In comparing the development of different criteria of political transformation with the previous assessment period, regional strengths and weaknesses become evident. The region performs best on the measure of stateness. This corresponds with the established view that in Asia, and particularly East Asia, traditions of strong stateness with roots stretching far back in political history have survived into the present. These traditions represent a valuable resource for political, economic and societal actors.
At the same time, the low scores on the criterion measuring the stability of democratic institutions in the regionreflect not only the lack of such institutions in authoritarian states such as China, Myanmar, North Korea, Vietnam and Laos, but also their weaknesses in the region‟s “hybrid regimes” and many new democracies. The rule of law also remains a weak area, particularly the prevention and prosecution of office abuse, although it should be noted that the majority of states in the region in fact perform well on this measure in comparison to states at the same income level in other regions (see Peerenboom 2006). This is in turn associated with the often well-developed stateness and the efficiency of state institutions, as well as with the previously mentioned phenomenon of the rule of law for elites.
Figure 1: State of political transformation by individual criteria
In this regard, a quick glance at individual subregions in Asia is illuminating. In terms of stateness, the stability of democratic institutions and the rule of law, Northeast Asia clearly performs better than South and Southeast Asia. However, this reflects to some extent the well-advanced state of democratic transformation in Taiwan and South Korea. As in the BTI 2010, Southeast Asia is more or less clearly behind the other regions in four of the five assessment criteria. Stateness is the single exception.
Figure 2: State of political transformation by subregion

Economic transformation

Like the state of democratic transformation, the level of development of the economic transformation of Asia and Oceania varies greatly. On the basis of the BTI criteria, five categories of cases can be identified. Developed market economies with functional regulatory regimes exist in South Korea, Singapore and Taiwan. These three countries also occupy top places in the BTI 2012 overall rankings. Here, economic “transformation” has reached a level comparable with that of the core group of established OECD countries, even exceeding this in some areas (see Bertelsmann Stiftung 2011). In Malaysia we find a functioning market economy (albeit with weakly anchored rules of competition and market regulation) that suffers shortcomings in terms of performance and sustainability. The largest group is that of market economies with functional flaws (nine countries), followed by the five countries with poorly functioning market economies. Bringing up the rear, as in the BTI 2010, are Afghanistan, Myanmar and North Korea.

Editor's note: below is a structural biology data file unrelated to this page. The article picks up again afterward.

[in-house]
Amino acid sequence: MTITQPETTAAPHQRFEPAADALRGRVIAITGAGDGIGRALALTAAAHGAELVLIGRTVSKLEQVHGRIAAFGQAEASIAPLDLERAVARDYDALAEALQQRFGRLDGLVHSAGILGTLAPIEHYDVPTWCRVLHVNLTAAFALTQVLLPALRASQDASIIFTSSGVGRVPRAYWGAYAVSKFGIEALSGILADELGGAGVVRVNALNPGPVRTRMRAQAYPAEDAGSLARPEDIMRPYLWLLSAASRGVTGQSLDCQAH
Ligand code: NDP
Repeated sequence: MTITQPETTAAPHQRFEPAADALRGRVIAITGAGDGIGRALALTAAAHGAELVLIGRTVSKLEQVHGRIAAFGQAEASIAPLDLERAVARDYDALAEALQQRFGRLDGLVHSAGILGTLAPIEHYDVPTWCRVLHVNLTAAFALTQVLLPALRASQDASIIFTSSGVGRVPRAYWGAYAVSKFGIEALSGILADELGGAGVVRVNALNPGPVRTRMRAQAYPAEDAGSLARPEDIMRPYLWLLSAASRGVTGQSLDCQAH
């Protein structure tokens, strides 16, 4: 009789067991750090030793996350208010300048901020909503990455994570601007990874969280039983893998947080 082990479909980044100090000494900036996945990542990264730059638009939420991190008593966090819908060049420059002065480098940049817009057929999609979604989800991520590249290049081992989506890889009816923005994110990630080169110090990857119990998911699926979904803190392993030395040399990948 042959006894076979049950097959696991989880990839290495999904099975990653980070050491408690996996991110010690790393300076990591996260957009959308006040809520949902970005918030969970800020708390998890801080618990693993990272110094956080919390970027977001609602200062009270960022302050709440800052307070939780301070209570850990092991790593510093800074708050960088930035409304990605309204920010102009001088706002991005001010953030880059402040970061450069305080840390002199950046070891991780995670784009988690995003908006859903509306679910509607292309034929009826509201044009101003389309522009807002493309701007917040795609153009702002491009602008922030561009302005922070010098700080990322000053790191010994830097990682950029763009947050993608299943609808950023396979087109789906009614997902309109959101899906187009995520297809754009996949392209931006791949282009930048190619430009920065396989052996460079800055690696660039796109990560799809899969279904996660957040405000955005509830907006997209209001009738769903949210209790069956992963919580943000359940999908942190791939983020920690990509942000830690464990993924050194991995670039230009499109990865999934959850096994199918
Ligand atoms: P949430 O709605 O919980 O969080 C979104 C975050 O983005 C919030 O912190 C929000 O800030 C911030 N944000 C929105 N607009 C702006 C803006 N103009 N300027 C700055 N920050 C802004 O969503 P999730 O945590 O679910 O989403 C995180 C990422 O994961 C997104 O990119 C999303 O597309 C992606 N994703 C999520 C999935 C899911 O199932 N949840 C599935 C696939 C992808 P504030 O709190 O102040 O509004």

Table 2: State of economic transformation
Although no shifts between categories took place, differences are evident between countries that maintained a relatively constant level of development and transformation, systems that demonstrated significant improvements in terms of economic transformation (a gain of at least 0.25 points for this dimension in the two years of the assessment period), and countries in which the level of economic performance and economic reform activity clearly eroded (a decline of 0.25 points or more). The first group includes a total of 14 countries. The second group is comprised by Bhutan, China, Indonesia, Sri Lanka and Vietnam. The third category consists of North Korea and the Philippines.